Go to the Globe and Mail homepage

Jump to main navigationJump to main content

Fred Cappuccino, right, and his wife Bonnie founded Child Haven International in Toronto in 1985, and have established nine homes for poor children across Asia. (Ajit Jain for The Globe and Mail)
Fred Cappuccino, right, and his wife Bonnie founded Child Haven International in Toronto in 1985, and have established nine homes for poor children across Asia. (Ajit Jain for The Globe and Mail)

Elderly Canadian couple unrelenting in mission to help poor children Add to ...

Fred Cappuccino is 87. His wife Bonnie is 78. Despite their frail health, this Canadian couple are unrelenting in their mission to take care of poor children in four countries – India, Nepal, Bangladesh and Tibet.

The pair, who founded Child Haven International in Toronto in 1985, have established nine homes (six in India and one in each of the other three countries) and one training centre for women in Ghaziabad, near Delhi.

More Related to this Story

They are currently taking care of close to 1,300 children and 300 women, for whom they provide care and vocational training. Children in the CH homes receive up to a Grade 10 education, but if they are interested in pursuing college or university education, the Cappuccinos find them sponsors. Dozens have finished their science and engineering degrees, Mr. Cappuccino said in an interview.

The couple, who themselves adopted and raised 19 children of diverse backgrounds as well as two of their own at their home in Maxville, Ont., are worried about their organization. This year, which happens to be their Diamond Jubilee wedding anniversary, their goal is to raise $6-million for an endowment, so that the income could take care of the CH homes, and children, in perpetuity.

Bonnie travels to all 10 homes (including the women’s centre in India) four times a year: “I travel for 6 ½ weeks, I am back in Canada for 6 ½ weeks as we organize 21 fundraising events all over the country,” she says.

“We are struggling all the time to pay our bills, to keep those homes running. Our annual budget is $1.5-million and we don’t receive any government grants,” Mr. Cappuccino says.

They have had some generous helpers. A supporter from Calgary recently mailed them a check for $100,000.

And there are dozens of people, former volunteers and recipients of their help, who testify to the good they are doing.

In her personal blog “Five For India,” Montreal-based Adrienne Mavalwala, who with her husband, Darius, went to CH’s Kaliyampoondi’s home in March, writes how its 307 kids, under one roof, live in harmony. “All children at CH are treated equally, regardless of gender, and neither caste nor color is recognized. All religions and customs are recognized and celebrated.”

Waterloo-based Heidi Nanda, an educator, agrees. She went for three months as an intern, also to Kaliyampoondi – CH’s largest home – in November, 2011. Her husband, Atul, and two children (Dylan, 13 and Dysan, 10) joined her later and she calls the experience “unforgettable.”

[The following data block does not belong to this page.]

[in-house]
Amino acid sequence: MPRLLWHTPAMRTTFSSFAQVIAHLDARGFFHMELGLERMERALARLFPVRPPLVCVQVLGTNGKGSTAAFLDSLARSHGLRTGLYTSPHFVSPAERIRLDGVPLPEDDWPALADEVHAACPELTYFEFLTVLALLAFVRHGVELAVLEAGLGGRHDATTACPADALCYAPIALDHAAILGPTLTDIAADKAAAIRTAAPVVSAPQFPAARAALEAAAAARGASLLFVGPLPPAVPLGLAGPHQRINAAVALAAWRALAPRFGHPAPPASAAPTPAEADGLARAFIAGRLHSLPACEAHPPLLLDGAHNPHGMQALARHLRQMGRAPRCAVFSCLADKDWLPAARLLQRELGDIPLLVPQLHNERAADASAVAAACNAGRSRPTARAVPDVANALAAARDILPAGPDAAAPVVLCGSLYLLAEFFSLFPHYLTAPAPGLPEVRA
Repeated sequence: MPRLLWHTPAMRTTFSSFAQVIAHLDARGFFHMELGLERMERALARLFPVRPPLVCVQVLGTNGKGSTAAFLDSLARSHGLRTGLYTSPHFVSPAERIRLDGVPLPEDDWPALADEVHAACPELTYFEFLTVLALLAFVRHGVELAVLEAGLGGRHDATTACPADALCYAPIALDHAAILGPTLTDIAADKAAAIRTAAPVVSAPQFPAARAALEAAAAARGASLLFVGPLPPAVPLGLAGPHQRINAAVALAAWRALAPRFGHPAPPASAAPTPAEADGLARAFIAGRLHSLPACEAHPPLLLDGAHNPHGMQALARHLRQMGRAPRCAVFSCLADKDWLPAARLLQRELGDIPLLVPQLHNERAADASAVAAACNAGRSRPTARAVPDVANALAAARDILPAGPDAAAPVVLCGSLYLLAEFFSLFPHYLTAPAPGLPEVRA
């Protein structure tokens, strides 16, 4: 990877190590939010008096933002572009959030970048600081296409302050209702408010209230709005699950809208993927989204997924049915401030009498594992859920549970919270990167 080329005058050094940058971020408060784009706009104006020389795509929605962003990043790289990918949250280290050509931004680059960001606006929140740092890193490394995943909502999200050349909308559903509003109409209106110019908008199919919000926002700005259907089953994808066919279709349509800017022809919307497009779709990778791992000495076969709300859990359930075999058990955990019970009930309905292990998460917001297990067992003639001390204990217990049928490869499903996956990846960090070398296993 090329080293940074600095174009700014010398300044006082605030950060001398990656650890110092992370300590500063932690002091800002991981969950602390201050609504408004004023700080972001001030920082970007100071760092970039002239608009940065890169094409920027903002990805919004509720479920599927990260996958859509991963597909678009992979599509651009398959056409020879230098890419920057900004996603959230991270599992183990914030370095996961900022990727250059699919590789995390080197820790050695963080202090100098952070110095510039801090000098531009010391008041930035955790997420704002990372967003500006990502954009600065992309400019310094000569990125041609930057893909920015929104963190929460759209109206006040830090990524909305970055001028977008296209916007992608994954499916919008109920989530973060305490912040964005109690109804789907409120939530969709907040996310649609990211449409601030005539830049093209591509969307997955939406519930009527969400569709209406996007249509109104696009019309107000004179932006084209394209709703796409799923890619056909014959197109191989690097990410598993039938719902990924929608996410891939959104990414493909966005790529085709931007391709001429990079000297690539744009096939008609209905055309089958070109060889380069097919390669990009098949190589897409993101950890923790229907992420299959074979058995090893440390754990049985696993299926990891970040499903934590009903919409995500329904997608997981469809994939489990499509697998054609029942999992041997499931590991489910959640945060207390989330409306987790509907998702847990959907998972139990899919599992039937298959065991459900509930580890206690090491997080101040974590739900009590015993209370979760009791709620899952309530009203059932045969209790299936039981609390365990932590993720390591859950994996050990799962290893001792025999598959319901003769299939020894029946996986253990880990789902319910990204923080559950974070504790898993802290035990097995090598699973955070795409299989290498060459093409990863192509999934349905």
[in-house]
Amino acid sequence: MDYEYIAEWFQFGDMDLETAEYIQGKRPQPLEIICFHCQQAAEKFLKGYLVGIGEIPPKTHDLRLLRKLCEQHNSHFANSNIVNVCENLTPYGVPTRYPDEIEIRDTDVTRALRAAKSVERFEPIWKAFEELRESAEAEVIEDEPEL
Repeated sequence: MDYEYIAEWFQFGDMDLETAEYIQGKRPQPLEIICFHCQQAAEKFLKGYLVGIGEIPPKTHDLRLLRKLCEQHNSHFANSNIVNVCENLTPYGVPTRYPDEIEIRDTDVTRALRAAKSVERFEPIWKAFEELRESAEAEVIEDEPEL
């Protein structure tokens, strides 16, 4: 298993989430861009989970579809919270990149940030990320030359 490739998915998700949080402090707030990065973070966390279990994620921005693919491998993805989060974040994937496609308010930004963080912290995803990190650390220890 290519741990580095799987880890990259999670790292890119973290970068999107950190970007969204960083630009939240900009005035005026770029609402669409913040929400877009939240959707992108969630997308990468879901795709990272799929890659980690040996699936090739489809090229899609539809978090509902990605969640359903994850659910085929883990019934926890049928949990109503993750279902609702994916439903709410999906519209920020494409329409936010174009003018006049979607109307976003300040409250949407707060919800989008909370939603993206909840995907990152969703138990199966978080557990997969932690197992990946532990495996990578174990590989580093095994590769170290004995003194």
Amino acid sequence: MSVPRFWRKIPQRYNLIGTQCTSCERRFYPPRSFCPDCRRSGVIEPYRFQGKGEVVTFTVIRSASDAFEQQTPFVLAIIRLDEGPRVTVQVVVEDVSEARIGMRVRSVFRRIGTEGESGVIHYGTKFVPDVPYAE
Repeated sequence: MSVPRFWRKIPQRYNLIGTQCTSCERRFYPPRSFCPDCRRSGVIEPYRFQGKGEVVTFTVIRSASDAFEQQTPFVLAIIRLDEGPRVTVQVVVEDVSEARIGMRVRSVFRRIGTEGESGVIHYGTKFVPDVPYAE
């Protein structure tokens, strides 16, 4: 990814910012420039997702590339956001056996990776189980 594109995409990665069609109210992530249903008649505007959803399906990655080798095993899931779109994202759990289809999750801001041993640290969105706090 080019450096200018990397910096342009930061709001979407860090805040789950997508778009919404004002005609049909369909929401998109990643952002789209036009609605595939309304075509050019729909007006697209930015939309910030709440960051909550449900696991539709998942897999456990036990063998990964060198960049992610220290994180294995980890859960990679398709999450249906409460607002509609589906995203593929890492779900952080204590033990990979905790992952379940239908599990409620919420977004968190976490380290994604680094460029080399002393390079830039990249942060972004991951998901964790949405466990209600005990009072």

“Child Haven is an amazing organization. Fred and Bonnie’s vision to create a home for underprivileged children is just that – a true home, with a sense of family and caring for each other,” she says in a phone interview. “We were pleasantly surprised to find ourselves become part of that family.”

During her internship, she helped kids with English and math studies. “I was impressed by how much the children value education, as they realize that this is the way for them to build a new future for themselves, their family and their community,” says Ms. Nanda.

Like her, 1,000 interns have travelled to four countries to volunteer their time and intellect to help the CH children.

Ms. Cappuccino relates the story of how back in 1997, a father of four children, who were all living at the CH home in Hyderabad (India), came one day and took his 13-year old daughter, Sunita, away with him. He said they needed her “to help with some chores at home.”

Ms. Cappuccino later discovered the father was planning to marry her off. Sunita was too young. She was a bright student. In her wisdom, Bonnie decided the best tactic was to send the other three siblings back to the father as well. “The man obviously realized what he was doing was wrong and he brought back all four children and he signed an agreement that all four of his children would complete their education,” she says.

The Cappuccinos smile as they tell the end of the story. Sunita has finished her master’s degree and “she’s happily married to a fine young man of her choice,” says Bonnie.

The couple are in Mississauga this weekend for a fundraiser at the Sangham Banquet Hall, which is sold out.

Follow us on Twitter: @GlobeToronto

In the know

Most popular videos »

Highlights

More from The Globe and Mail

Most popular